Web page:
Topline Phase 3 Results Report Faricimab Improved Vision in RVO Treatment

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Genentech indicates faricimab-svoa achieved its primary endpoint of non-inferiority to aflibercept in RVO treatment in the phase 3 BALATON and COMINO trials.

New positive topline results report that faricimab-svoa (Vabysmo) achieved its primary endpoint of noninferiority to aflibercept in people with retinal vein occlusion (RVO).

The findings, from Genentech, suggest that people with macular edema due to branch RVO (BRVO) and central RVO (CRVO) achieved non-inferior visual acuity gains compared to those receiving aflibercept injections every four weeks in the phase 3 BALATON and COMINO clinical trials.

Faricimab-svoa additionally showed rapid drying of retinal fluid from baseline through week 24, as measured by reduction in central subfield thickness (CST). Both studies showed it to be well-tolerated and the safety profile was consistent with previous trials.

“These encouraging data demonstrate that Vabysmo could potentially provide a new treatment option for people living with retinal vein occlusion, a serious retinal vascular condition that can lead to irreversible vision impairment or vision loss,” said Levi Garraway MD, PhD, chief medical officer and head of Global Product Development in the press release. “Today’s results add to the extensive evidence supporting Vabysmo’s efficacy in treating multiple types of retinal conditions. We look forward to submitting these data to regulatory authorities.”

The company indicated detailed results will be presented at an upcoming medical meeting and additionally submitted to regulatory authorities across the globe.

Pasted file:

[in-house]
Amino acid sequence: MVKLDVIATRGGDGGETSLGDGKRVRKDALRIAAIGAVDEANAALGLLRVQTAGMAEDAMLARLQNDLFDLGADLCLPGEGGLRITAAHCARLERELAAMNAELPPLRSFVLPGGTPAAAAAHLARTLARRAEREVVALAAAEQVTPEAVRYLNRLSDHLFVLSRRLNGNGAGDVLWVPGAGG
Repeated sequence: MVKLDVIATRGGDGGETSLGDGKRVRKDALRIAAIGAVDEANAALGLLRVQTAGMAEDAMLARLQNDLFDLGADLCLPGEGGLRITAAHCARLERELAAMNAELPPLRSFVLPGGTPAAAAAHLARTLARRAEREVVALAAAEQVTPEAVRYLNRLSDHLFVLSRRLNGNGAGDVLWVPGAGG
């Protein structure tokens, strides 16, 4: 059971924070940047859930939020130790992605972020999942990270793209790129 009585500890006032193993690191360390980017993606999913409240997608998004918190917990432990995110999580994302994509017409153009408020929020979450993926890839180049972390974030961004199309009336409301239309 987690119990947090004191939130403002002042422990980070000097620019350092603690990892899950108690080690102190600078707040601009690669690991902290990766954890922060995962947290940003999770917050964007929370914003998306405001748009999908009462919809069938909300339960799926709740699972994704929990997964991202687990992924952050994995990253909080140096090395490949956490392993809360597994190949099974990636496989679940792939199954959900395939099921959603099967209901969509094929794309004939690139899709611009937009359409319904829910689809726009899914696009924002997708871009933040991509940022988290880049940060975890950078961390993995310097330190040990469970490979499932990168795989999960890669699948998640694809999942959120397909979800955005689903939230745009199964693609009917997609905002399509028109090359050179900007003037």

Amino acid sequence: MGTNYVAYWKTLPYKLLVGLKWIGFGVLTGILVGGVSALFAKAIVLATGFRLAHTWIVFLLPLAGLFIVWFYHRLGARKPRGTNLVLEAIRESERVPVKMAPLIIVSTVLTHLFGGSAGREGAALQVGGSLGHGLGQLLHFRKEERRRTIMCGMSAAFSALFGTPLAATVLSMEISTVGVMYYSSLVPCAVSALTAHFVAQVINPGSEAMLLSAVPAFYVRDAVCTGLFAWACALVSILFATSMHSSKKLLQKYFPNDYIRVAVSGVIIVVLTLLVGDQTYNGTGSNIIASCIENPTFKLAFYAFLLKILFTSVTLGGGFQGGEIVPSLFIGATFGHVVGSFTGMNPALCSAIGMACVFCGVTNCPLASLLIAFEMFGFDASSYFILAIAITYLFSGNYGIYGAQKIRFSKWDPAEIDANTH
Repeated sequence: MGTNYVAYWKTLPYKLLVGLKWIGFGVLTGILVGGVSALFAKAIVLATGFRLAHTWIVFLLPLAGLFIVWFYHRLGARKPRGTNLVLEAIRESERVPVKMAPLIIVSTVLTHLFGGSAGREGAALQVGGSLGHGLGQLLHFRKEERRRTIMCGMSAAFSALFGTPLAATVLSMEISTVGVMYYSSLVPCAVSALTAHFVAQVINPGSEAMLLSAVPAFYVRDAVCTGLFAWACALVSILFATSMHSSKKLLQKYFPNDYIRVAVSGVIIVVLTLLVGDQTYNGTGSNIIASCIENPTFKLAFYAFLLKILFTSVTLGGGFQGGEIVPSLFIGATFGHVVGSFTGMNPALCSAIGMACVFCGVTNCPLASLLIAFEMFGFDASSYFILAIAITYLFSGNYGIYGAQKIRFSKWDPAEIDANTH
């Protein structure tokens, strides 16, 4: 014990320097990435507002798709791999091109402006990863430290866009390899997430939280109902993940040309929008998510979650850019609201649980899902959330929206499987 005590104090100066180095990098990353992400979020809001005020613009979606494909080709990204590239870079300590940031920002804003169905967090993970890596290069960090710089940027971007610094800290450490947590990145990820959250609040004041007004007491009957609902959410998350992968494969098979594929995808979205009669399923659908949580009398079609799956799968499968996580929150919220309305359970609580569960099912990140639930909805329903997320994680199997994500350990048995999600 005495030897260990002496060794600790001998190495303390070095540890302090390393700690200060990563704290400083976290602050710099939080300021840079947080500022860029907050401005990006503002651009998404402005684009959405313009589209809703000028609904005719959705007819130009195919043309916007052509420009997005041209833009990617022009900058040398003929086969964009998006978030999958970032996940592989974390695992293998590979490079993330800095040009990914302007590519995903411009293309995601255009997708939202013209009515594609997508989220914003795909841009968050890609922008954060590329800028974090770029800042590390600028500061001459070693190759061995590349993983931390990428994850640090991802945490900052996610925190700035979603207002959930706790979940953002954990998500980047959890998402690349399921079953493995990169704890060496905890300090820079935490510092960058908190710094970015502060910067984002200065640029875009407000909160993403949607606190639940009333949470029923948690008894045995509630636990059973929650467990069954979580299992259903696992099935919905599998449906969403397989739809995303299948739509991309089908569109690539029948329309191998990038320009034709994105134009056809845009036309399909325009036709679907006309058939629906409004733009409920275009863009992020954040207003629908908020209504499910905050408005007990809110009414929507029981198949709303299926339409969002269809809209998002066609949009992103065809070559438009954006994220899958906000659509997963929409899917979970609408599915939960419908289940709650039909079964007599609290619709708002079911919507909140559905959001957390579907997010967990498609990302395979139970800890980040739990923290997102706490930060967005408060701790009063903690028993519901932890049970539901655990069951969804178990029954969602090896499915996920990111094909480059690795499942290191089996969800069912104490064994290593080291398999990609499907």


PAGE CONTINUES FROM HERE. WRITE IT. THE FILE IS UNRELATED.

The study agent is the first bispecific antibody approved for the eye, targeting and inhibiting two disease pathways linked to a number of vision-threatening retinal conditions by neutralizing angiopoietin-2 (Ang-2) and vascular endothelial growth factor-A (VEGF-A).

Ang-2 and VEGF-A may contribute to vision loss by destabilizing blood vessels, forming new leaky blood vessels and increasing inflammation. By blocking the pathways involving Ang-2 and VEGF-A, faricimab-svoa is designed to stabilize blood vessels. Ang-2 levels are elevated in RVO and increased Ang-2 expression is believed to drive disease progression.

Currently, faricimab is the only injectable eye medicine approved simultaneously for wet age-related macular degeneration (wet AMD) and diabetic macular edema (DME) by the US Food and Drug Administration (FDA).

The agent has the option for treatments from one to four months apart in the first year following 4 initial monthly loading doses after evaluation of a patient’s anatomy and vision outcomes. Its long-term efficacy and safety in both wet AMD and DME was demonstrated by two-year data from four large, global studies with more than 3,000 participants.